What I Read: Feb. 7-13

Finder Keepers (Bill Hodges Trilogy #2) by Stephen King: Given the story and pace of the first book in the trilogy, Finders Keepers was a bit different than anticipated. However, it was a quick read that kept me interested, and I absolutely loved the way the ending provided a hell of a setup for book three.

Somebody’s Daughter by Ashley C. Ford: This memoir was an absolute gut punch. I was interested in reading about Ford’s relationship with her dad, who was incarcerated for a few decades beginning when Ford was very young. However, I did not anticipate that I would find so many relatable passages and stories within the pages of this book. Tread lightly if you’re a sensitive reader, there are a lot of content warnings for this one.

The Secrets We Share by Edwin Hill (available 03/29/2022): After loving Watch Her by Edwin Hill, I jumped on the chance to read his newest mystery/thriller. The story is fast-paced and twisty, and Hill was able to shock me a few times (as a longtime thriller reader, it’s delightful when a plot twist catches me off guard!) Special thanks to the author for sending me a NetGalley ARC of this book.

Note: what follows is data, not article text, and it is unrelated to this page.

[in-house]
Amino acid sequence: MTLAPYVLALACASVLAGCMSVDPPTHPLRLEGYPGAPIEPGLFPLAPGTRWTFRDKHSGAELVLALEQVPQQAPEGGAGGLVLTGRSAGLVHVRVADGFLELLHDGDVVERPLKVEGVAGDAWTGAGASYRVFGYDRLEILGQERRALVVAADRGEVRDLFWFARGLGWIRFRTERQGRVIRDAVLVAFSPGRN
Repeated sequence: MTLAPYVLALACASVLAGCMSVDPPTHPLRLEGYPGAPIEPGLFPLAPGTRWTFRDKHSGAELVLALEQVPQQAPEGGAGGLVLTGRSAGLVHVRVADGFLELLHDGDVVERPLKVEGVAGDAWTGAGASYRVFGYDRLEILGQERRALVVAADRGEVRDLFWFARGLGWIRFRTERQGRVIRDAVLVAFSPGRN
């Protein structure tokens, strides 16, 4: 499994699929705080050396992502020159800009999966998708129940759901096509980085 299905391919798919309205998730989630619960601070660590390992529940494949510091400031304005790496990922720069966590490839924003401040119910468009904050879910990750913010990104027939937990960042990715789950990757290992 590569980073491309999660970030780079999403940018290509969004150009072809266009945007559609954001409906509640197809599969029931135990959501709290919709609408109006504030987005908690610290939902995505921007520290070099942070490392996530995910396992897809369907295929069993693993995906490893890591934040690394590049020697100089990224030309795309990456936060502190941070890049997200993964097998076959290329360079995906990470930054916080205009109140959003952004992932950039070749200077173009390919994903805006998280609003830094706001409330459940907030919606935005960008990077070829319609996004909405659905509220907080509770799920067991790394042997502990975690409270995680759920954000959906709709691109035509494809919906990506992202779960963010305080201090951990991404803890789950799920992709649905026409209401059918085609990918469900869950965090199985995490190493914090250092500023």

Take a Hint, Dani Brown (The Brown Sisters #2) by Talia Hibbert: Who doesn’t love the Brown sisters? It took me a little bit too long to finish this trilogy (I read Get a Life, Chloe Brown in early 2020) but I thoroughly enjoyed each book. Although Chloe is still my favorite Brown sister, Zaf is my favorite love interest – he’s a DELIGHT (I mean, a rugby-playing, romance-reading hero who is working to dismantle toxic masculinity? Yes.)

The Stranger by Harlan Coben: After falling down one hell of a Harlan Coben rabbit hole while reading The Boy From the Woods, I quickly ordered a copy of The Stranger to prepare myself for reading his upcoming release, The Match (available 03/15/2022). It comes down to this: characters from other Coben books are mentioned, “the stranger” apparently plays a part in The Match and, to be honest, I don’t really need any excuses to read more of his books to begin with. In this particular book, “the stranger” approaches you and tells you something that immediately begins to unravel the life you have built for yourself. It was a slower burn (at least, for me) but the ending is brutal (and i’m so glad he went there).

CURRENTLY READING: I’m just over halfway through All the Lonely People by Mike Gayle, a lovable curmudgeon story much like A Man Called Ove.

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